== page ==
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The U.S. economy generated another month of solid hiring in November, making it highly likely the Federal Reserve will raise interest rates from record lows later this month.
The Labor Department says employers added 211,000 jobs last month, led by big gains in construction and retail. Hiring was revised higher in October and September by a combined 35,000 jobs.
The unemployment rate remained a low 5 percent for a second straight month. More Americans began looking for jobs in November, and most found them.
Employers have now added an average 213,000 jobs a month over the past six months. The robust hiring indicates that steady consumer spending is powering the economy even as weak growth overseas and low oil prices squeeze U.S. manufacturers and drillers.
Investors cheered the jobs report, with the Dow Jones industrial average rising 200 points a half hour after trading began. The yield on the 10-year Treasury note was little changed at 2.3 percent. Click here for the latest market news from CNBC.
Fed Chair Janet Yellen said this week that the economy appeared to be improving enough to justify a rate hike as long as no major shocks undermine confidence before the Fed meets Dec. 15-16.
For the Fed, conditions seem nearly ideal for a period of small and gradual rate increases: Job growth has been consistently solid, and wages have begun to rise but not so much as to cause concern about future high inflation.
Since the Great Recession ended 6½ years ago, average hourly pay has grown at only about two-thirds of the pace typical of a healthy economy. In November, average hourly wages rose 2.3 percent from 12 months earlier.
The November jobs report shows that the U.S. economy "is strong enough to withstand an initial hike in interest rates from what were seen as emergency record-low levels some six years ago," said Chris Williamson, chief economist at Markit. "A December rate hike now looks to be in the bag."
Job gains were broad-based across the economy in November.
Construction companies added 46,000 jobs, the most in two years. Construction spending has jumped to the highest level in eight years, boosted by more homebuilding and development of more roads and infrastructure.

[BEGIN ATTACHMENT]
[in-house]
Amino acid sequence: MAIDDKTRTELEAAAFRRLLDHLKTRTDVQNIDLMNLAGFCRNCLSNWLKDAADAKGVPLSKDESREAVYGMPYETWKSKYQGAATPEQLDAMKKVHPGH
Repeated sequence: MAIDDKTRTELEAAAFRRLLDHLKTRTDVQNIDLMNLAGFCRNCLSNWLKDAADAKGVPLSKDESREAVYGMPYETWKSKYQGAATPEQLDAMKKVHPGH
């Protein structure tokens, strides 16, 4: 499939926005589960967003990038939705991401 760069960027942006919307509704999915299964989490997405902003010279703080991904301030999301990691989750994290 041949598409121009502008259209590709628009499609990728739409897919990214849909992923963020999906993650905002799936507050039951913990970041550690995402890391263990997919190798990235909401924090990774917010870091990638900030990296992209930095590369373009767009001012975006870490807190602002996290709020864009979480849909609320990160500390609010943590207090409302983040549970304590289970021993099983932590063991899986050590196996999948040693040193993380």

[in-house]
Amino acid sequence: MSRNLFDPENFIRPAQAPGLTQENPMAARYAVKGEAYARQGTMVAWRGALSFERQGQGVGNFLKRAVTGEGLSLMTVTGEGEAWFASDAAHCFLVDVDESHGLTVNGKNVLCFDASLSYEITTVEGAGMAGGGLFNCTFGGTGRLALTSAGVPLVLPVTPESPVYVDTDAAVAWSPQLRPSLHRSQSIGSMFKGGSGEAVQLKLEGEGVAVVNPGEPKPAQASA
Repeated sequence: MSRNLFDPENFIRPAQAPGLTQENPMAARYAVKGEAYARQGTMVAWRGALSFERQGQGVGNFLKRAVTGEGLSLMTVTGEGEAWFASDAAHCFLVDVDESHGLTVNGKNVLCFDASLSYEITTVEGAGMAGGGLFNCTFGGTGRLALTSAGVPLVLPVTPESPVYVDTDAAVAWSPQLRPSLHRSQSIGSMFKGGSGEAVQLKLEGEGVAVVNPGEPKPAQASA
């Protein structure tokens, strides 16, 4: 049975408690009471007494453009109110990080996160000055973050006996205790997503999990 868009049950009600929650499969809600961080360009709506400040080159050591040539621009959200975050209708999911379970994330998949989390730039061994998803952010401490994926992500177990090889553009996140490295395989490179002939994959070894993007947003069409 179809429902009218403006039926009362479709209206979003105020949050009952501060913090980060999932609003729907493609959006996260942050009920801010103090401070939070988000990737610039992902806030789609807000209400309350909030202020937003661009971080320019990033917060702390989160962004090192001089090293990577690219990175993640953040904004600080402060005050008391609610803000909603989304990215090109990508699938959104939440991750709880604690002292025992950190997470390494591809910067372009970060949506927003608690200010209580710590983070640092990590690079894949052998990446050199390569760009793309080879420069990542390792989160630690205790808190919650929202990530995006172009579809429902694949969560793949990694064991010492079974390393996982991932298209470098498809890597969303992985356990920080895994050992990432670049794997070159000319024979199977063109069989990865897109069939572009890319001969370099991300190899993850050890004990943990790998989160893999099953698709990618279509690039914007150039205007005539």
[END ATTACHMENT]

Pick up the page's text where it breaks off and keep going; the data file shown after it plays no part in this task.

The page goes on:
Government added 14,000 positions, retailers nearly 31,000. But factories shed 1,000 jobs.
Americans are spending more on costly items like cars and homes. Their stepped-up spending has supported the U.S. economy and offset drags from falling oil prices and weak growth overseas.
Auto sales, for example, jumped to a 14-year high in November, boosted in part by Black Friday deals offered throughout the month. Industry analysts expect auto sales to total a record 17.5 million for 2015.
Steady job gains this year and low mortgage rates have also boosted home sales, though sales have leveled off in recent months. Purchases of existing homes have increased nearly 4 percent from a year ago. Sales of new homes have jumped nearly 16 percent.
Americans are eating out more often, driving restaurant sales much higher.
Retailers have reported weak revenue in recent months, but online purchases were robust on Black Friday.
Still, a strong U.S. dollar is weighing on U.S. exports and cutting factory output, while also lowering profits for U.S. multinational corporations. The dollar has jumped 13 percent in value in the past year, thereby making U.S. goods costlier overseas and imports cheaper in the United States.
The dollar could rise further next year should the Fed raise interest rates even as its counterparts overseas, such as the European Central Bank, cut them further. Higher rates would attract investors to the dollar, driving up its value.
Separately, falling oil prices have cut factory output as drilling companies have ordered less steel pipe and other materials, such as fracking sand.
Businesses overall have cut back on investing in computers and equipment this year.
The economy expanded at a modest 2.1 percent annual rate in the July-September quarter. Most economists have forecast that it will grow at a still relatively subpar 2.5 percent this year, only slightly above its average pace since the recession officially ended in mid-2009.